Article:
What Surging Lumber Prices Have Done to Barndominiums

What Surging Lumber Prices Have Done to Barndominiums

Based upon NAHB (National Association of Home Builders) data from April 26, 2021

According to NAHB’s latest estimates, a year of rising softwood lumber has added $35,872 to an average new single-family home’s price.  

These estimates are based on softwood lumber used directly and embodied in products going into an average new home, as captured in Builder Practices Survey conducted by Home Innovation Research Labs.  Included is any softwood used in structural framing (including beams, joists, headers, rafters and trusses) sheathing, flooring and underlayment, interior wall and ceiling finishing, cabinets, doors, windows, roofing, siding, soffit and fascia, and exterior features such as garages, porches, decks, railing, fences and landscape walls.  Softwood products considered include lumber of various dimensions (including any of appearance grade or pressure treated for outdoor use), plywood, OSB, particleboard, fiberboard, shakes and shingles—in short, any products sold by U.S. sawmills and tracked on a weekly basis by Random Lengths.

Builders do not in general buy lumber and other building products directly from sawmills, but from an intermediary like a lumber yard.  For this reason, sawmill prices are marked up by gross margin as a percent of sales for “lumber and other construction materials” industry, as reported in U.S. Census Bureau’s Annual Wholesale Trade Tables.

Softwood lumber is also an input into certain manufactured products used in residential construction—especially cabinets, windows, doors and trusses.  To account for manufacturer’s margin, sawmill prices for lumber embodied in these products are marked up by a percent difference between receipts and cost of goods in “wood product manufacturing” industry, as reported in IRS Returns of Active Corporations tables.

For prices reported by Random Lengths on April 17, 2020, total cost to a builder for all lumber and manufactured lumber products described above was $16,927 for products in an average single-family home.

A year later, based on Random Lengths prices reported on April 23, 2021, fully phased-in costs have risen to $48,136 for softwood lumber products in an average single-family home.  These estimates represent a 184 percent ($31,210) increase in single-family builders’ lumber costs, respectively, over a year.

Prices to home buyers have gone up somewhat more than this, due to factors such as interest on construction loans, brokers’ fees, and margins required to attract capital and get construction loans underwritten.  For items such as lumber purchased and used throughout construction processes, NAHB estimates final price will increase by 14.94 percent above builder cost.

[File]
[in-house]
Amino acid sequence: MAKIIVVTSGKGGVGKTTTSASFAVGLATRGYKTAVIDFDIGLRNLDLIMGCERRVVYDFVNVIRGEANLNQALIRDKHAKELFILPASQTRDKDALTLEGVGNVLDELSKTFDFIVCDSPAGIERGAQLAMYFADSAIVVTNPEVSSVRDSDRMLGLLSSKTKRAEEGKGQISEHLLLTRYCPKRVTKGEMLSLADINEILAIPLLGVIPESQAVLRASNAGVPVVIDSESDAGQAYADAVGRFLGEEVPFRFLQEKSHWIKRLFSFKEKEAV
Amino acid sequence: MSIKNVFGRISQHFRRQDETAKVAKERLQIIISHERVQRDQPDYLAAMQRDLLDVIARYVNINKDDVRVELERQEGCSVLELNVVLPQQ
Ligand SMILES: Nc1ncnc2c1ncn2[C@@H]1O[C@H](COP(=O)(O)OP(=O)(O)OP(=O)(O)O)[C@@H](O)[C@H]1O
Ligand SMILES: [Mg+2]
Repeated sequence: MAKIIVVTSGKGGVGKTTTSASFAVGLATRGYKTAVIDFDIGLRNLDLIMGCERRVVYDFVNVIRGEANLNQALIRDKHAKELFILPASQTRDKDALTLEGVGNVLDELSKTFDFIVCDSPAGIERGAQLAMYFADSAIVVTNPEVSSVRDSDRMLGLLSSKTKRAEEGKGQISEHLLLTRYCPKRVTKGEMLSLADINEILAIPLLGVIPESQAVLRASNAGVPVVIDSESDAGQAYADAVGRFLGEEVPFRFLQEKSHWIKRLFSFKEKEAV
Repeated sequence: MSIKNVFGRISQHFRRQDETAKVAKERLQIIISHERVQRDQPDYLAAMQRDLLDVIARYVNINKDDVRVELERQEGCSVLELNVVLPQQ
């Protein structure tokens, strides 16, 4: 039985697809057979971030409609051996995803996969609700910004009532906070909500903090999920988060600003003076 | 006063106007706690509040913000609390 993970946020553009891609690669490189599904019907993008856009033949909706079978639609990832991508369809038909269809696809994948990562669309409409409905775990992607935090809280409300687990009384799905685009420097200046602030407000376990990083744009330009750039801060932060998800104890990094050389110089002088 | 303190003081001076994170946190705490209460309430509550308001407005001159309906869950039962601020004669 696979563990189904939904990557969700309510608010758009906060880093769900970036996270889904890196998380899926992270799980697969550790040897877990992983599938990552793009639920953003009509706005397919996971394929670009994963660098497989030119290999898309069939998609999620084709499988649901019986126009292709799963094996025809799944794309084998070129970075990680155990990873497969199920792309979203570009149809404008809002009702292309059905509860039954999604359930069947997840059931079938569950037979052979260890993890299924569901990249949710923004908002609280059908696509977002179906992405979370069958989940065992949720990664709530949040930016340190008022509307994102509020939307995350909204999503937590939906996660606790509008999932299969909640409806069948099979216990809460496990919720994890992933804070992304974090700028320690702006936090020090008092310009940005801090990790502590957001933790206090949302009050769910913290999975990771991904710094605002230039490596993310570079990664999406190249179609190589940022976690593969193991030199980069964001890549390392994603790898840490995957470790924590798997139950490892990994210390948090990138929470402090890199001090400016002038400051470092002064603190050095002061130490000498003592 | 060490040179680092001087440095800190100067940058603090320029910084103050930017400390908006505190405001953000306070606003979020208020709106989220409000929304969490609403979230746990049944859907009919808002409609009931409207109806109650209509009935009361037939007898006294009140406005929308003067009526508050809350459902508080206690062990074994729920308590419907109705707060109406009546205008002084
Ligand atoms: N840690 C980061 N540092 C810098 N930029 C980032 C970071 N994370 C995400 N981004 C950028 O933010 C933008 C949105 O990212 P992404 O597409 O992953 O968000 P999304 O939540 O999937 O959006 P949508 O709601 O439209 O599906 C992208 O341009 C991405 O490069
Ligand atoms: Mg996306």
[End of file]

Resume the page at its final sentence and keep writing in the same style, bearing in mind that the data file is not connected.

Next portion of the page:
Bottom line is surging lumber prices occurring between April 2020 and 2021 have added $35,872 to price of an average new single-family home.

Based on NAHB’s standard priced-out calculations, this $35,872 increase in average new home price (taken from latest HUD/Census Bureau new residential sales report) has priced out more than 5.5 million U.S. households, meaning these households could qualify for a mortgage to buy an average new home before price increases, but not afterwards.  These estimates reinforce needs to find ways to reduce cost curve for adding much needed inventory to housing markets, particularly as buyers remain frustrated by a lack of available homes for-sale.

Of course, affordability challenges for home buyers with modest incomes are even more challenging than these lumber-driven effects imply, as prices for other building materials are also on the rise.  Historically low interest rates have helped on market’s demand-side, but reasonable prices and stable access to lumber and other building materials are needed on supply-side.

3 thoughts on “What Surging Lumber Prices Have Done to Barndominiums

  1. A couple of comments/questions:

    Bottom line is surging lumber prices occurring between April 2020 and 2021 have added $35,872 to price of an average new single-family home.

    1. “Average new single family home. How many square feet are they using for their baseline “average”?
    2. Per Hansen (and about any other post frame building website that I can find), the amount of wood used in a post frame building is less than for a stick frame house. Are there any figures on how much less – expressed as a percentage? I.e, for a 2000 sq ft house, post frame uses 20% less wood for framing.

    Thank you.
    bobk

    Reply
      1. Thank you for the reply, and you’re right regarding the percentage difference between stick built and post frame – lots of variables that would be hard to take into consideration.

        bobk

        Reply

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